The fire service is a unique place to say the least. Right or wrong, from the moment you walk in the doors of the firehouse or training academy you are being judged. Not just because it’s the fire service, but because it’s human nature. Now, don’t get me wrong, as a new person in the fire service it is fully your responsibility to be an upstanding, motivated, dedicated and knowledge hungry individual. You certainly should be the first person to initiate things and the last person to stop doing everything. It is your job to learn as much as possible and prove that you have what it takes to be a productive part of the fire service. It should never be expected that people will give you anything. However, it is certainly expected that you must earn everything. Being the new person in a firehouse means you go through the same rite of passage as those before you. By no means should this be a surprise to anyone. Nor should you think that you are special and don’t have to go through the same process as everyone else. Not only would that be unacceptable, it would be disrespectful.
So, if new people are expected to earn their way and/or “do the right thing”, how do they figure out how to do it? Do you or your department(s) have anything officially (unofficially) explaining this? It seems to have become commonplace that some senior/experienced members of the fire service expect that each new person miraculously know exactly what to do and how to do it. When they fail at an assumption, the new firefighters are immediately placed into “this person is horrible” category. It is actually mindboggling how fast some “good firefighters” will “write-off” a new firefighter because of their mistake(s), etc. What this is in-fact doing is making future generations of mediocre, ill-prepared firefighters. Think about it; if each generation of firefighters writes-off the next we will certainly lose our way. A few years down the road our firefighters will be less effective, less efficient and our good traditions will become nearly extinct. So, why have we become this way? Why would we discount someone rather than mentor them? The answers are certainly out there and surely each individual case has a different answer. One thing is certain, we need to find a solution and dedicate ourselves to assuring that the firefighters to come are afforded all of our knowledge, etc.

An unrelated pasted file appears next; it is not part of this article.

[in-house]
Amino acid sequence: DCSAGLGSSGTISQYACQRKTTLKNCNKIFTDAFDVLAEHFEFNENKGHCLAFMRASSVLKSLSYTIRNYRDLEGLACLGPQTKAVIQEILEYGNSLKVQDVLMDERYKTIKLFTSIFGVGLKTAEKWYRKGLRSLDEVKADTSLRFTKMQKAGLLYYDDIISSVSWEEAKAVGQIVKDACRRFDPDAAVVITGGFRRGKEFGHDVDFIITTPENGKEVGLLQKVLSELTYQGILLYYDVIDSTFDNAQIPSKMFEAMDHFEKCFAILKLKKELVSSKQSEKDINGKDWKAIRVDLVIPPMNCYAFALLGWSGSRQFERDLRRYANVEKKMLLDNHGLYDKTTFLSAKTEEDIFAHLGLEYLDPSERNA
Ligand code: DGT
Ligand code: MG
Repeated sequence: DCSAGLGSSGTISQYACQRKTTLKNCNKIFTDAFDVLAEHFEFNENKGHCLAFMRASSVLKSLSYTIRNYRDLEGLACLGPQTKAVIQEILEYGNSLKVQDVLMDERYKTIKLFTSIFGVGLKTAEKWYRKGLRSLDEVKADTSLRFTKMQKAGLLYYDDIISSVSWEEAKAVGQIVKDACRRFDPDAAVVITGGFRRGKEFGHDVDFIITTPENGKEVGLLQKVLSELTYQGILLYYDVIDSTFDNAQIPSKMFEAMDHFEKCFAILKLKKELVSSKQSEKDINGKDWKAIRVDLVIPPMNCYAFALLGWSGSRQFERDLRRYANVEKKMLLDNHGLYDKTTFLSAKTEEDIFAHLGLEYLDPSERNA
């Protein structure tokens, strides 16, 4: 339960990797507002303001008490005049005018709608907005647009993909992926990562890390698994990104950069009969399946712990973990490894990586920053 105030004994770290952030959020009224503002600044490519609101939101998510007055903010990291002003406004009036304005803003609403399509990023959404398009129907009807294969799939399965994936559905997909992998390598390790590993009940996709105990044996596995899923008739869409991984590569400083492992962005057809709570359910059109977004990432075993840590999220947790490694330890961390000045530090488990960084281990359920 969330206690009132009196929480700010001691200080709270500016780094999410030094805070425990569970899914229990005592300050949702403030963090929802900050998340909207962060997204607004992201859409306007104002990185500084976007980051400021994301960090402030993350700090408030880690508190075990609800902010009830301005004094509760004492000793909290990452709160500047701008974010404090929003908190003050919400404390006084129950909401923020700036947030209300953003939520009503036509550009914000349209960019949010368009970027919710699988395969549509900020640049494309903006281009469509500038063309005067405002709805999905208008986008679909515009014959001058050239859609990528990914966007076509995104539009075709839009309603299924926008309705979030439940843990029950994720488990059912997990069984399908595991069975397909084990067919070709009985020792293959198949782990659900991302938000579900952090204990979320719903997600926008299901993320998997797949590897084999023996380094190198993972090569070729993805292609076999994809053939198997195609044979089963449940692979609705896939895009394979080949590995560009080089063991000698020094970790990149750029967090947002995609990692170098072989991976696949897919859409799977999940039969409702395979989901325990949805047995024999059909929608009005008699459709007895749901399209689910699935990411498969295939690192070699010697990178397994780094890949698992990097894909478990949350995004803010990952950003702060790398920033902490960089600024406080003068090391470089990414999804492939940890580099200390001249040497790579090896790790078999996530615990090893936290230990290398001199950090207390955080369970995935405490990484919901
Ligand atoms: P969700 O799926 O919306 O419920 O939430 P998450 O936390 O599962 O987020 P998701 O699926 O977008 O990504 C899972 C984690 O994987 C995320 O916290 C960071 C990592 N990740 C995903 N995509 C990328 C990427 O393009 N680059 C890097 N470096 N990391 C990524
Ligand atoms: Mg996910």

A good example of this scenario was brought up to me the other day. It involves an engine company that will remain name and numberless. The OIC, whom is a senior member (well over 20-years on the job) of his department, has taken the time to work with his “rookie” over the past three-months. Each day, advancing lines, setting-up master streams, pumping/drafting, performing water supply procedures, learning the immediate and outlining response areas, etc. His rookie firefighter came to him with ZERO experience. After this three-month period, said rookie firefighter is beginning to “get it”. It has certainly been no easy feat. Yet, something started to become noticeable while the OIC was passing on his knowledge and experience. Other members from the rookie’s recruit school started to attend the drills on their DAY OFF, from other companies! Not only was the OIC surprised by this, but what they stated to him was shocking. Each of them stated that they were coming to attend drills on their days off because they weren’t being taught at their respective firehouses. It obviously took him back, as it did me as well.
In the aforementioned case, WE are certainly the reason that “bad firefighters” are being produced and accepted. This means that it’s our responsibility to right our wrongs and assure that others are aware when they are condoning this. We will never get to the fire service we all strive for if we don’t take action against this culture now. It will ruin what those that come before us fought hard to obtain.